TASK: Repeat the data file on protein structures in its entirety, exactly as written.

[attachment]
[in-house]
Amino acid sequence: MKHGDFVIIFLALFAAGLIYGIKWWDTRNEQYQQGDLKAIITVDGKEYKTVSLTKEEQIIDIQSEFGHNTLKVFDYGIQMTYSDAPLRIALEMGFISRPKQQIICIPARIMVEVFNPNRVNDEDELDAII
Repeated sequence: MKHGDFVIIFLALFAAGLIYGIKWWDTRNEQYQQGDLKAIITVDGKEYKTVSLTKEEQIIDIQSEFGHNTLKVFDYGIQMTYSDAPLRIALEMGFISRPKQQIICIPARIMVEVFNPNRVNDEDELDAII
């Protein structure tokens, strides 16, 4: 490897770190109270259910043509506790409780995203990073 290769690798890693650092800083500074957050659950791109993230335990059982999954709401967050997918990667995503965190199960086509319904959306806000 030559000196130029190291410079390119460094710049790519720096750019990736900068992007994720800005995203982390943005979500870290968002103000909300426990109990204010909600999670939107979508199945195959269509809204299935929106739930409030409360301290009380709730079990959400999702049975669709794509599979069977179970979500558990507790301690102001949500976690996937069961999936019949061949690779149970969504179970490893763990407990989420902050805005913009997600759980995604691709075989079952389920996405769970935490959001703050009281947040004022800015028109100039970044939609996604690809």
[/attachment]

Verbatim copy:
[in-house]
Amino acid sequence: MKHGDFVIIFLALFAAGLIYGIKWWDTRNEQYQQGDLKAIITVDGKEYKTVSLTKEEQIIDIQSEFGHNTLKVFDYGIQMTYSDAPLRIALEMGFISRPKQQIICIPARIMVEVFNPNRVNDEDELDAII
Repeated sequence: MKHGDFVIIFLALFAAGLIYGIKWWDTRNEQYQQGDLKAIITVDGKEYKTVSLTKEEQIIDIQSEFGHNTLKVFDYGIQMTYSDAPLRIALEMGFISRPKQQIICIPARIMVEVFNPNRVNDEDELDAII
């Protein structure tokens, strides 16, 4: 490897770190109270259910043509506790409780995203990073 290769690798890693650092800083500074957050659950791109993230335990059982999954709401967050997918990667995503965190199960086509319904959306806000 030559000196130029190291410079390119460094710049790519720096750019990736900068992007994720800005995203982390943005979500870290968002103000909300426990109990204010909600999670939107979508199945195959269509809204299935929106739930409030409360301290009380709730079990959400999702049975669709794509599979069977179970979500558990507790301690102001949500976690996937069961999936019949061949690779149970969504179970490893763990407990989420902050805005913009997600759980995604691709075989079952389920996405769970935490959001703050009281947040004022800015028109100039970044939609996604690809």